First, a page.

Medical writing - what is it?
This blog will give a brief insight into the discipline of medical writing, including the various types of writing and the skills deemed necessary by top medical writing companies. If you require high-quality scientific and medical writing services get in touch with Phil or Anna today - we are more than happy to help you with your writing and editing projects.
What do we mean by medical writing?
It’s a question that I commonly encounter when someone asks me about my career and business venture. Although it is vital to pharmaceutical companies, and healthcare communication in general, outside of the industry the role is often poorly understood. So, here you go...here’s a brief introduction to medical writing.
So what does a medical writer actually do?
With new scientific discoveries and increased information constantly being added to the field of medicine, information needs to be effectively communicated to the correct people (e.g., patients, clinicians, commissioners etc.), tailored to their level of understanding (i.e., using the appropriate writing style and scientific language), and in the appropriate format.
A collection of facts or results are effectively meaningless to the majority of people if they are not explained clearly, put into context, and their significance and impact discussed. Think of it this way, good medical writing creates the story from the scientific facts...and great medical writing unlocks entire fields of research to new audiences.
What skills does a Medical Writer need to have?
It is often said it inhabits an interesting sweet spot where science and art meet. However, it is critical to possess a clear understanding of where the scientific facts stop and the expressive art begins.
There are various skills that a medical writer needs in order to create a representative, appropriate, and resonating story - here are our top 5.
- Get familiar quickly
They need to quickly grasp new therapy areas, concepts and terminology, especially in this modern world where therapies and technology are advancing extremely quickly (think immunotherapy, CRISPR, and Ai!).
- Write well and with flare
Data from clinical trials or clinical research is often very complex therefore medical writers must succinctly interpret and represent this data with accuracy, great grammar and flare - everyone loves a good story. Attention to detail, clarity in meaning, and remaining unbiased are also extremely important.
- Know your audience
Complex information needs tailored to the target audience, for example, the language used for regulatory writing will be very different to that used in a patient information leaflet or medical education module. Pitching at the right level is vital in communication, much like trying to communicate with locals on holiday - you have to speak their language (shouting louder doesn’t help!).
Check out our blog about tailoring messages to particular audiences for further information.
- Project management skills
A medical writer will often have a number of projects running simultaneously. They need to be organised with the ability to stick to strict timelines without losing quality of work. This means project management skills are a must, so accepting responsibilities, being proactive, and delegating efficiently are part and parcel of the role.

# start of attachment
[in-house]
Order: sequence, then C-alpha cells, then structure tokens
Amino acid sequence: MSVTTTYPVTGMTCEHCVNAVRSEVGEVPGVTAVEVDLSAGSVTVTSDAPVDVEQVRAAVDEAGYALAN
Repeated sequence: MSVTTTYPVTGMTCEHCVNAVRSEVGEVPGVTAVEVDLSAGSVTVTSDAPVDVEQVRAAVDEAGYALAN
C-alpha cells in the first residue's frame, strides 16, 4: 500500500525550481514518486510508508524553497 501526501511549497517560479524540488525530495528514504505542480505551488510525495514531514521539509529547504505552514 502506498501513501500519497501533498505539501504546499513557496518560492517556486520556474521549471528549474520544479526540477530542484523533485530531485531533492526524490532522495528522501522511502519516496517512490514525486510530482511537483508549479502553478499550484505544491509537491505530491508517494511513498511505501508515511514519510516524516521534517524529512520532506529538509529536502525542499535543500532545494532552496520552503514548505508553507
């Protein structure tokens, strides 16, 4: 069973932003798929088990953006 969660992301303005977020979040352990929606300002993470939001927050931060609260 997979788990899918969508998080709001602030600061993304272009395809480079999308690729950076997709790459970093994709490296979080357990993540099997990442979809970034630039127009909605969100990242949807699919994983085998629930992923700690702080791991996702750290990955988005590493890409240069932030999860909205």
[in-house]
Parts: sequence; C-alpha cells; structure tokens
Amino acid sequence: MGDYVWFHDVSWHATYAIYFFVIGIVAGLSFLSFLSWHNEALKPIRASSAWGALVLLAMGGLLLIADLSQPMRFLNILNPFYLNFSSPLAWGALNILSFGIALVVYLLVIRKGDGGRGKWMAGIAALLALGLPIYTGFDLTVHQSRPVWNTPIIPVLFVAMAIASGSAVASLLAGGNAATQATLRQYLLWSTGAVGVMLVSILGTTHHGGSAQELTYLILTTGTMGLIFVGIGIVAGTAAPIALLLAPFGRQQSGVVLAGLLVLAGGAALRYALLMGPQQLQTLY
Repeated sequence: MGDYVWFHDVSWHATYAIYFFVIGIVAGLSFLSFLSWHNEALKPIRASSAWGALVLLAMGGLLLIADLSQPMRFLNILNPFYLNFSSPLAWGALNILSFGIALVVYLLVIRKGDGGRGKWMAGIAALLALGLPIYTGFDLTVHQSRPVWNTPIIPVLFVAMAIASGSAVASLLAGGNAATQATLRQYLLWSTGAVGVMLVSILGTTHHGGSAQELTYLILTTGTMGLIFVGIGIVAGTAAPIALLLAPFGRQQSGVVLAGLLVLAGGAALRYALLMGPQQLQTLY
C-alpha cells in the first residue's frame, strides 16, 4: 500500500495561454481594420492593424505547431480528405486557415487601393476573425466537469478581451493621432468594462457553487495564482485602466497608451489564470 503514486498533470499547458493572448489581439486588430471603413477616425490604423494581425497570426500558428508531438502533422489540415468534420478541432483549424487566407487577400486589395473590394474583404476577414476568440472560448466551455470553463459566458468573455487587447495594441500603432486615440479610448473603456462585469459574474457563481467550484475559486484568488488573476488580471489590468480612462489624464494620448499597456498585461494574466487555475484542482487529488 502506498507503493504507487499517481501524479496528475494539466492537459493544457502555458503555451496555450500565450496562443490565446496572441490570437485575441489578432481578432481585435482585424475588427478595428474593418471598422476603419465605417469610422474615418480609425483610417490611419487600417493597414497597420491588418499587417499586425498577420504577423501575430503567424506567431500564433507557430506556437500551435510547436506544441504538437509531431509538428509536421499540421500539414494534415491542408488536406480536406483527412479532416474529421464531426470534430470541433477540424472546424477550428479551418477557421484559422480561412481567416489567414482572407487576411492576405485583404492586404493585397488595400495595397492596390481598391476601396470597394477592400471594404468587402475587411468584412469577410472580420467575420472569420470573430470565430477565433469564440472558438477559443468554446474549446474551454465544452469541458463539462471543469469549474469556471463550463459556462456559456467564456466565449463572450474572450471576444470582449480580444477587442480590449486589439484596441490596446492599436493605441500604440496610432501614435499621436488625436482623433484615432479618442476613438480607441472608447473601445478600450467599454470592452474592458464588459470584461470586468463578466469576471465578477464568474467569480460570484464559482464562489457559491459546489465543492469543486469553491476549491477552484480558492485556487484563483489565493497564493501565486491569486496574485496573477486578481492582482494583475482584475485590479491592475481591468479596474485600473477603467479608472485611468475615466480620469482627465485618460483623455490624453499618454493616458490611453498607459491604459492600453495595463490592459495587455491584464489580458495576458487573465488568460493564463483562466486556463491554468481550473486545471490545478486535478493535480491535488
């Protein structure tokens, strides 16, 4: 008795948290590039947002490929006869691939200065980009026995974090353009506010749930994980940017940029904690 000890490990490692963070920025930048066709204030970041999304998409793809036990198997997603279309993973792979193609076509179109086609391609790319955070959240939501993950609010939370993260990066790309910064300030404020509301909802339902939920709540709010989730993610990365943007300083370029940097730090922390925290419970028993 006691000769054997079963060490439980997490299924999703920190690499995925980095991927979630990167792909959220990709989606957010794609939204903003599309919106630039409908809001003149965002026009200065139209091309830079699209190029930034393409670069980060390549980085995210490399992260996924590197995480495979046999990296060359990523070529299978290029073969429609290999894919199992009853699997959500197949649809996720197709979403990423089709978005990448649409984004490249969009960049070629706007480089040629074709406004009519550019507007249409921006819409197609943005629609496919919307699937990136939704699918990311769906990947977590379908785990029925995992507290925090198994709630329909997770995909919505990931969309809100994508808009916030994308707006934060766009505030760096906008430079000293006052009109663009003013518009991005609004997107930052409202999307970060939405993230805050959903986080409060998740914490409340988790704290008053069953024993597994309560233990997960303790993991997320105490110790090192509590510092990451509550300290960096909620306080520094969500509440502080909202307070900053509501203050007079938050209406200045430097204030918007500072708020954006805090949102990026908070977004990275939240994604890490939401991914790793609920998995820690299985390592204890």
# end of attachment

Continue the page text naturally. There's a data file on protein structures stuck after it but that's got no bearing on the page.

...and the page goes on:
- Forward thinking
Good medical writers will always keeping learning and enhancing their skills by undergoing regular CPD. The best will also look for new ways to create interesting and resonating work by embracing technology to communicate more effectively with audiences and clients alike.
Are there different kinds of medical writing?
Yes, it can fall into several ‘types’ which include:
Who employs medical writers?
Medical writers are commonly employed by the pharmaceutical industry or medical communication agencies. However, with the demand for medical and health writing ever increasing, other organisations are now looking to employ the skills possessed by medial writers. Such alternative settings include: contract research organisations (CROs), medical journals, medical or scientific institutions, and medical websites. Medical writers can be ‘in-house’ or ‘freelance’, and both have their benefits and drawbacks.
Do you enjoy medical writing?
Yes, the job allows me to combine my love of writing with all things medical or scientific. Positives include, working across a wide variety of therapy areas/topics, constantly learning on the job, and interacting with key experts in their respective fields. Also, I find great satisfaction in the creative process and when something I have helped to develop is well received. The only downside I can find to this job is having to work behind a desk all day!
Linked in forums:
- Medical Writing and Medical Communication Network
- Professional Medical/Scientific Writers
- MedComms Networking
Inklab has extensive experience in providing high quality, bespoke and synergistic medical communications solutions with the unique added extra of its own in-house digital and instructional design team. We can quickly transform complex medical and scientific content into multiple digital formats for many different target audiences.
Talk to us today about how our team make your complex information easy to understand for different audiences.
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Medical Communication Services
Inklab has extensive experience in providing bespoke and synergistic medical communications solutions with the unique added extra of its own in-house digital and instructional design team. We can quickly transform complex medical and scientific content into multiple digital formats for many different target audiences.
Talk to us today about how our medical writing team make your complex information easy to understand for different audiences.